Snapchat was a #HellNo from the get-go to me. I haven't made a post about minimalism in a while, and this blog primarily treats it where it intersects with polytheism. When I cut back on social media last year, I deleted my Instagram and Facebook. I made content rules for myself regarding what I could … Continue reading Social Media and Mental Miasma
I wrote this poem last week, but wanted to petition the Erinyes with it this morning because it is their sacred day. Hail to the goddesses with snakes in their hair, companions of Persephone who speak for countless souls. Please hear my prayer, exacters of justice. To the Erinyes. Children of Nyx, in that grove … Continue reading To the Erinyes on 5 Puanepsion 699.1
The Final Pagan Generation (Edward J. Watts, 2015) covers the 310s – 390s CE. It looks at four elites of the Roman social world — Libanius, Themistius, Praetextatus, and Ausonius. Three were traditional religionists, and one was Christian. Watts follows this cohort's lives to answer the questions of how the radical social, political, and religious … Continue reading Review: Watts’ The Final Pagan Generation
During a prior post, I said that I was going to at least attempt to create local community over the next two years. The online world is great, but if we're going to have temples and community centers by the time I'm 70, we'll need to get off of the Internet. So. I was actually … Continue reading Are you in Connecticut?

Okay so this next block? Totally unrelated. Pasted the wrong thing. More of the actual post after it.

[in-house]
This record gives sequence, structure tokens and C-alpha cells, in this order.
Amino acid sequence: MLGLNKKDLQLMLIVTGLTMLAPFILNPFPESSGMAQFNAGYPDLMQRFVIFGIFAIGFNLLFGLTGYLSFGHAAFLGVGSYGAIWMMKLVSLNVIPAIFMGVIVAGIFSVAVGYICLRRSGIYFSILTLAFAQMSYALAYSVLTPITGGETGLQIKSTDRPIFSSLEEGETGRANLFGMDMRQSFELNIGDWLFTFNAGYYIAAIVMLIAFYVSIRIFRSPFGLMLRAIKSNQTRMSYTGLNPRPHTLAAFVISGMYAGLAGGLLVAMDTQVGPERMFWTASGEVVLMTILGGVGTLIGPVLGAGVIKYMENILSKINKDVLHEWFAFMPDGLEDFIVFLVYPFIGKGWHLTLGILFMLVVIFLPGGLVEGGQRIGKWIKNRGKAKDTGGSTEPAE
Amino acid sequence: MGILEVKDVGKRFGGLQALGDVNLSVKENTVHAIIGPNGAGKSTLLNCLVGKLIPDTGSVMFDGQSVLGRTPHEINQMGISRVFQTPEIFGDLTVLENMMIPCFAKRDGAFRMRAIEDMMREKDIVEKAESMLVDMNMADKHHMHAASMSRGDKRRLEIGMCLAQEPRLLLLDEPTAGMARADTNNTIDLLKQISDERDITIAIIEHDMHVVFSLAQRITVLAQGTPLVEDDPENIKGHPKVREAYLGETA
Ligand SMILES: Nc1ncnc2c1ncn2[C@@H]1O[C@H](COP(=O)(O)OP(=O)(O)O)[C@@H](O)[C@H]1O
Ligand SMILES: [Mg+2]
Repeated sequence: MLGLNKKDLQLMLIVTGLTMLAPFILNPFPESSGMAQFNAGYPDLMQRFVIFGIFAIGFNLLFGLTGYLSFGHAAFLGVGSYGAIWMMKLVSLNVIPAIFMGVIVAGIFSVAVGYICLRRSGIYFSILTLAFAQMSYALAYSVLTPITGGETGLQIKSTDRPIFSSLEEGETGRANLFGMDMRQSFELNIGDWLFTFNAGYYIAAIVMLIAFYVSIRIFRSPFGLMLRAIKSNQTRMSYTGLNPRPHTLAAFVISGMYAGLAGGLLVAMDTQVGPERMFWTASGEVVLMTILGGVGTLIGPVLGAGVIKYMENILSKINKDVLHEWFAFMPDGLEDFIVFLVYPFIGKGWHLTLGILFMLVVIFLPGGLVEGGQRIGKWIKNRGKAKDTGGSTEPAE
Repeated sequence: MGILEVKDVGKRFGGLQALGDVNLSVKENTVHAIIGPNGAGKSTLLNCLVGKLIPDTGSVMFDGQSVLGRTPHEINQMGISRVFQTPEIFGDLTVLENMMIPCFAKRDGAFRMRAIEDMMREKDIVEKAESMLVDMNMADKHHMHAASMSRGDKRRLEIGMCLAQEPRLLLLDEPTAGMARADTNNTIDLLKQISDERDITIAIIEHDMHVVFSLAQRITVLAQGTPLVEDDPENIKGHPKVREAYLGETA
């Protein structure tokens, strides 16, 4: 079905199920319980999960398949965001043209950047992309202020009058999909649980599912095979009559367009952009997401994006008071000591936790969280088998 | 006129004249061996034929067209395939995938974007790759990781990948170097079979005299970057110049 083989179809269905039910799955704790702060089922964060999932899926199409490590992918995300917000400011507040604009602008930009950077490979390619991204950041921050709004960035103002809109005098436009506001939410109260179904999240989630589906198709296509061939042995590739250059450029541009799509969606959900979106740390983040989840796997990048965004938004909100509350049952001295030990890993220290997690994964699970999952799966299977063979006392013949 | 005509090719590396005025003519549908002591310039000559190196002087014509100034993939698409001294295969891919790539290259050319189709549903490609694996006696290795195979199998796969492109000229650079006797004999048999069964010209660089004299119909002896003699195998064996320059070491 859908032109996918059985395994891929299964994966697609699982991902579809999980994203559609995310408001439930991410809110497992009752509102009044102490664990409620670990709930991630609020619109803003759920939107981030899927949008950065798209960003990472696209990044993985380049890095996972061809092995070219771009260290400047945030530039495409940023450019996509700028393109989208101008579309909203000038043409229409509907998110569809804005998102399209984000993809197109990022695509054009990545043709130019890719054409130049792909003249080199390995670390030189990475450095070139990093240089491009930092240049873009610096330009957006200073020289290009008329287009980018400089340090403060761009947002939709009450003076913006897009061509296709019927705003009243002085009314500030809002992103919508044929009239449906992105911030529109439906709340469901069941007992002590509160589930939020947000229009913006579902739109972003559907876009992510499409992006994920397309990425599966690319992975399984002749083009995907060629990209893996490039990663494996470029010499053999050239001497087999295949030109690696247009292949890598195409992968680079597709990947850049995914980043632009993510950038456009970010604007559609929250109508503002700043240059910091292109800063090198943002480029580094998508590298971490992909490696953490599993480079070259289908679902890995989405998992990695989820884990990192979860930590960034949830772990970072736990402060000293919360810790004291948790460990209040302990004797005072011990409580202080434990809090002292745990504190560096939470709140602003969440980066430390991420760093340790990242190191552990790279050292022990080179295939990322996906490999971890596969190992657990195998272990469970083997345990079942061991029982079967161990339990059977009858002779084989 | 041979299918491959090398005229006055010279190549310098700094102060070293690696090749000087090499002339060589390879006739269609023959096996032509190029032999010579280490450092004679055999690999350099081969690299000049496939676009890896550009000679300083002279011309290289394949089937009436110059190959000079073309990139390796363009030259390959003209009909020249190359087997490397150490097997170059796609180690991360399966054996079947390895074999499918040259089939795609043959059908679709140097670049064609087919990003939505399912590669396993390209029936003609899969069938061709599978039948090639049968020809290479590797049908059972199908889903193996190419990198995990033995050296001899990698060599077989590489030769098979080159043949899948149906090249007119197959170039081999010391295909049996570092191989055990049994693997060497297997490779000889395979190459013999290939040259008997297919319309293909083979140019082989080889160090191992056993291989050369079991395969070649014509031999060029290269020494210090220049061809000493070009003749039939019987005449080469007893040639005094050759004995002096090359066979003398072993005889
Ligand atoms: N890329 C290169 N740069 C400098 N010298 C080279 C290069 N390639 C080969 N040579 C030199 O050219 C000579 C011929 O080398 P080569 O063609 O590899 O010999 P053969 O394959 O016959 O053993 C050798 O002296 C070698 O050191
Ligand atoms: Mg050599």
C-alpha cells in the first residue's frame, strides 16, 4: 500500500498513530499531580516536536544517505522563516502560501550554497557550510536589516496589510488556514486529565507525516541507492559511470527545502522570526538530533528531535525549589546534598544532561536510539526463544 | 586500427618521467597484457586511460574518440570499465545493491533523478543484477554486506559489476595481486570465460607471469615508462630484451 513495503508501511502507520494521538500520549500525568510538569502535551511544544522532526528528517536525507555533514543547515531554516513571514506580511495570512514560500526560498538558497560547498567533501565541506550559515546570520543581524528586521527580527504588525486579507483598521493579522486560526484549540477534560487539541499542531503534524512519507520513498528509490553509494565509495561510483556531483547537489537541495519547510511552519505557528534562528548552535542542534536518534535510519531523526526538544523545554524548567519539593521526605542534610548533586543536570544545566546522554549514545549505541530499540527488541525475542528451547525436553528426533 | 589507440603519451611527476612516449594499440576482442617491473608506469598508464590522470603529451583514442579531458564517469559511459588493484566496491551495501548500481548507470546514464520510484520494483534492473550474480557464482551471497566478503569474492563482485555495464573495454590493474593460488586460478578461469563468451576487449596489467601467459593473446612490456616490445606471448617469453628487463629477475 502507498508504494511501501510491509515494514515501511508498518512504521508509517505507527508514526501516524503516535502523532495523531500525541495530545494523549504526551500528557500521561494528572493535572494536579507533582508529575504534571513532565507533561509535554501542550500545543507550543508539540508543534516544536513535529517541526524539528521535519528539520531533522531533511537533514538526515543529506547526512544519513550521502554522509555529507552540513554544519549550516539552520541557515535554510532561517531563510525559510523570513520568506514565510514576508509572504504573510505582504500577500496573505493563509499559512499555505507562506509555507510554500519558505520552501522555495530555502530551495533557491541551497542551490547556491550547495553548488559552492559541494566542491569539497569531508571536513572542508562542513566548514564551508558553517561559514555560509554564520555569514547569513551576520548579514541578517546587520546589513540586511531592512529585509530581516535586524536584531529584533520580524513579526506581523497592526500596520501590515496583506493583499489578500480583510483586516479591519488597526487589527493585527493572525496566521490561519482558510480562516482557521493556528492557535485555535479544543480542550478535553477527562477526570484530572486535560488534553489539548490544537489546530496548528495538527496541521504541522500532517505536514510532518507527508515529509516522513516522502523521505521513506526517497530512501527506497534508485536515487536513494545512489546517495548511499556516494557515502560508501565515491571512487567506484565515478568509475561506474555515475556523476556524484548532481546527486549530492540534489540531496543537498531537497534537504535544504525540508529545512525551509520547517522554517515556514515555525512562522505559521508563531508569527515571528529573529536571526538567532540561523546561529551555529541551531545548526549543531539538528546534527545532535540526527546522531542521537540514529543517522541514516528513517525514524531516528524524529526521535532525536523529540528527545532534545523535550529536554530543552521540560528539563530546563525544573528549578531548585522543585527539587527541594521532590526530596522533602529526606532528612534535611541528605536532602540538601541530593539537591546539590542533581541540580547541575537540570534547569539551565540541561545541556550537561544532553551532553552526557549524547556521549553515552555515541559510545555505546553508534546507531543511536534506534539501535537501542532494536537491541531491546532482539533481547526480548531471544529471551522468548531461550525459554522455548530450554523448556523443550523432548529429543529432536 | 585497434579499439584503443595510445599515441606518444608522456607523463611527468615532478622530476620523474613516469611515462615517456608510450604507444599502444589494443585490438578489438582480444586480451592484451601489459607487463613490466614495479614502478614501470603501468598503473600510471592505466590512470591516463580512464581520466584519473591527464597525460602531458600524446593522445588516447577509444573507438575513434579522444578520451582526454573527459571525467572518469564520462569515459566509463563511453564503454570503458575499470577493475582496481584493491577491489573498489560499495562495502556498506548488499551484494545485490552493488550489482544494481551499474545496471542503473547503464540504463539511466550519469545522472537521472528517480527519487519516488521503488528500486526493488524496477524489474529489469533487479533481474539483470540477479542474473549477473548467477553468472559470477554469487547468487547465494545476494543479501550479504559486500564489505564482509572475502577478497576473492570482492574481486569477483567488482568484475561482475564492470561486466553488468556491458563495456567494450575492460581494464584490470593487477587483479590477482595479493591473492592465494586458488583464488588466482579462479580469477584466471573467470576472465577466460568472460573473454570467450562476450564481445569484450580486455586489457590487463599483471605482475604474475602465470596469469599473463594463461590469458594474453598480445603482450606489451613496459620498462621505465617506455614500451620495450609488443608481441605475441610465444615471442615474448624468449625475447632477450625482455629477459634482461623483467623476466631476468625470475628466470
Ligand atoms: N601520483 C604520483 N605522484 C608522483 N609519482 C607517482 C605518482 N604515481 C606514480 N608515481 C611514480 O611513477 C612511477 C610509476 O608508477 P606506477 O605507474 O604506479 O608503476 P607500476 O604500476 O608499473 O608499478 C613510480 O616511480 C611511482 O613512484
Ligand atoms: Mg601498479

I thought hard this morning about what my response has been to prior natural disasters, so I went back to the Old KALLISTI to see what I said there. The words I wrote in 2010 — so long ago now — don't completely match my current worldview. For Pagan Values Month (June 2010), I wrote … Continue reading The Natural World, the Gods, and Ethics
This week, two things have happened in my life. One of these is highly topical and has to do with syncretic religious expressions; the other is a realization that I came to — and confirmed via divination — about things I have been mulling over regarding religious and philosophical communities for a few years at … Continue reading Skipping Along